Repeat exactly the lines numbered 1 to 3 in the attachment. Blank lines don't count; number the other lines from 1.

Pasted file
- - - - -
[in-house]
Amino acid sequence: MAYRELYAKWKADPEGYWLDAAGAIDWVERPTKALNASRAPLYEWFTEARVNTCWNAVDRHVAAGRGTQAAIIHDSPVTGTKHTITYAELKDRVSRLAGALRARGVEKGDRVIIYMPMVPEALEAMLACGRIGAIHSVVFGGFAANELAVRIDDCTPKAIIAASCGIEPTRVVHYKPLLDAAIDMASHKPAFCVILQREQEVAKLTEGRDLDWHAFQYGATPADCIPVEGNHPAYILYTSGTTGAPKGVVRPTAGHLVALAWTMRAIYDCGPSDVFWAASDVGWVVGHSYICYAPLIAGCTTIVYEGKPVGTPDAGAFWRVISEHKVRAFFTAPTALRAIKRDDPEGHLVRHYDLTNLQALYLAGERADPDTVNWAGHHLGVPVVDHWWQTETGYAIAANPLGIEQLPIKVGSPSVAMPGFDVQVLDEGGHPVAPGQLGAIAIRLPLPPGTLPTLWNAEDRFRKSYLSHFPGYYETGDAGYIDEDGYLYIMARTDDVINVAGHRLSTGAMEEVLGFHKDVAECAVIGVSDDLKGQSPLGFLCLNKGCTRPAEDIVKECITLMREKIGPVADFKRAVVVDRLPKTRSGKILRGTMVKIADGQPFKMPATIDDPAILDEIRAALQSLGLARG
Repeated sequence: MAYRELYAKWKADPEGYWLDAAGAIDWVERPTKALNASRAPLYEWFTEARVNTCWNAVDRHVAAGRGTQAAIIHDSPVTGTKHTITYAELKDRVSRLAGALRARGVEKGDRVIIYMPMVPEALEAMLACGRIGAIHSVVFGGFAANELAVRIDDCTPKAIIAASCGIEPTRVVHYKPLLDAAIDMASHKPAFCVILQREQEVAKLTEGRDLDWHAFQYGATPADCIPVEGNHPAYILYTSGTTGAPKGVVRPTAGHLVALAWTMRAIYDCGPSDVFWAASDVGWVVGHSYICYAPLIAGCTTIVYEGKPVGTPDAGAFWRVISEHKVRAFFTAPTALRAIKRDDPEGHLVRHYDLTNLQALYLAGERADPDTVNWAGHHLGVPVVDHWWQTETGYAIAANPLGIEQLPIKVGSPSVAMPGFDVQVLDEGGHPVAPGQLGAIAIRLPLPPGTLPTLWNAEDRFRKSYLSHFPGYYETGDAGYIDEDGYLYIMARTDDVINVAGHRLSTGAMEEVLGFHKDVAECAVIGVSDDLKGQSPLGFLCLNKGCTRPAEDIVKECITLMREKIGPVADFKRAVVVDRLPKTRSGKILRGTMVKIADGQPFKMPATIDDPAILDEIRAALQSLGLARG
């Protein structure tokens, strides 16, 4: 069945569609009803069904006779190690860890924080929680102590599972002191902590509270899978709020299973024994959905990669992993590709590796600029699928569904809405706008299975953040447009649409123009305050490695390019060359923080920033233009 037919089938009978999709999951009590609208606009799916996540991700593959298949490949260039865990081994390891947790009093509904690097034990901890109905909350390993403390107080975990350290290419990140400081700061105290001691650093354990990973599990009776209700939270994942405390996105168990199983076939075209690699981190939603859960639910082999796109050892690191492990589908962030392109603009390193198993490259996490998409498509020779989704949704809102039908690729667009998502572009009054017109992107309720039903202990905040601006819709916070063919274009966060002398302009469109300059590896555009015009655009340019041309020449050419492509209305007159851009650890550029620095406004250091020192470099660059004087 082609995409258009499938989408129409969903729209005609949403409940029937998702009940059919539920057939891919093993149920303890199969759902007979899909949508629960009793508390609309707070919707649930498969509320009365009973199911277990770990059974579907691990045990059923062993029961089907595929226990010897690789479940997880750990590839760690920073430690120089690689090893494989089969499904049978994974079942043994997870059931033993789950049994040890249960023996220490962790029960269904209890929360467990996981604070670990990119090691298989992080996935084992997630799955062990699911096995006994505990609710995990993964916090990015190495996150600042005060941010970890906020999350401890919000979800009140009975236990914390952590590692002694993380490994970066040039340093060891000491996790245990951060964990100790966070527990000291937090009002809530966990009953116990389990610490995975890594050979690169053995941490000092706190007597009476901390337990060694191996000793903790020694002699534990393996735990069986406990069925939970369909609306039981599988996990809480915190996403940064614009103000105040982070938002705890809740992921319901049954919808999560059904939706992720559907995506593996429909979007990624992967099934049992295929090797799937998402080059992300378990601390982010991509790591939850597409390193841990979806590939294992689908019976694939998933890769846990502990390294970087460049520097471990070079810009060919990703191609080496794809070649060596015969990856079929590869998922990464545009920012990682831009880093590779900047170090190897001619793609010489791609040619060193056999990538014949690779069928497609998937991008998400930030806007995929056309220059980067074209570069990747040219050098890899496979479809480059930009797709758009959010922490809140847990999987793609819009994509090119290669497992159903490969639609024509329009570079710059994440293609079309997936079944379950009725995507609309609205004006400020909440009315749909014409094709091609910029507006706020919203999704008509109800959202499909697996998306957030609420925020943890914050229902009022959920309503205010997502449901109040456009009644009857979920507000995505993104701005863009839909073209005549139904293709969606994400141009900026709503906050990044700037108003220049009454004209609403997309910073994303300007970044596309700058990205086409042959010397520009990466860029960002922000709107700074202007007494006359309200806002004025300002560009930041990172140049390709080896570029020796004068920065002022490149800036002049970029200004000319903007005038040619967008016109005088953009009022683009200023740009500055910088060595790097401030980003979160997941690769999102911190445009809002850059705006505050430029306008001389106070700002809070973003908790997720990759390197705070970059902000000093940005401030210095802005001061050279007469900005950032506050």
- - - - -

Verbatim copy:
[in-house]
Amino acid sequence: MAYRELYAKWKADPEGYWLDAAGAIDWVERPTKALNASRAPLYEWFTEARVNTCWNAVDRHVAAGRGTQAAIIHDSPVTGTKHTITYAELKDRVSRLAGALRARGVEKGDRVIIYMPMVPEALEAMLACGRIGAIHSVVFGGFAANELAVRIDDCTPKAIIAASCGIEPTRVVHYKPLLDAAIDMASHKPAFCVILQREQEVAKLTEGRDLDWHAFQYGATPADCIPVEGNHPAYILYTSGTTGAPKGVVRPTAGHLVALAWTMRAIYDCGPSDVFWAASDVGWVVGHSYICYAPLIAGCTTIVYEGKPVGTPDAGAFWRVISEHKVRAFFTAPTALRAIKRDDPEGHLVRHYDLTNLQALYLAGERADPDTVNWAGHHLGVPVVDHWWQTETGYAIAANPLGIEQLPIKVGSPSVAMPGFDVQVLDEGGHPVAPGQLGAIAIRLPLPPGTLPTLWNAEDRFRKSYLSHFPGYYETGDAGYIDEDGYLYIMARTDDVINVAGHRLSTGAMEEVLGFHKDVAECAVIGVSDDLKGQSPLGFLCLNKGCTRPAEDIVKECITLMREKIGPVADFKRAVVVDRLPKTRSGKILRGTMVKIADGQPFKMPATIDDPAILDEIRAALQSLGLARG
Repeated sequence: MAYRELYAKWKADPEGYWLDAAGAIDWVERPTKALNASRAPLYEWFTEARVNTCWNAVDRHVAAGRGTQAAIIHDSPVTGTKHTITYAELKDRVSRLAGALRARGVEKGDRVIIYMPMVPEALEAMLACGRIGAIHSVVFGGFAANELAVRIDDCTPKAIIAASCGIEPTRVVHYKPLLDAAIDMASHKPAFCVILQREQEVAKLTEGRDLDWHAFQYGATPADCIPVEGNHPAYILYTSGTTGAPKGVVRPTAGHLVALAWTMRAIYDCGPSDVFWAASDVGWVVGHSYICYAPLIAGCTTIVYEGKPVGTPDAGAFWRVISEHKVRAFFTAPTALRAIKRDDPEGHLVRHYDLTNLQALYLAGERADPDTVNWAGHHLGVPVVDHWWQTETGYAIAANPLGIEQLPIKVGSPSVAMPGFDVQVLDEGGHPVAPGQLGAIAIRLPLPPGTLPTLWNAEDRFRKSYLSHFPGYYETGDAGYIDEDGYLYIMARTDDVINVAGHRLSTGAMEEVLGFHKDVAECAVIGVSDDLKGQSPLGFLCLNKGCTRPAEDIVKECITLMREKIGPVADFKRAVVVDRLPKTRSGKILRGTMVKIADGQPFKMPATIDDPAILDEIRAALQSLGLARG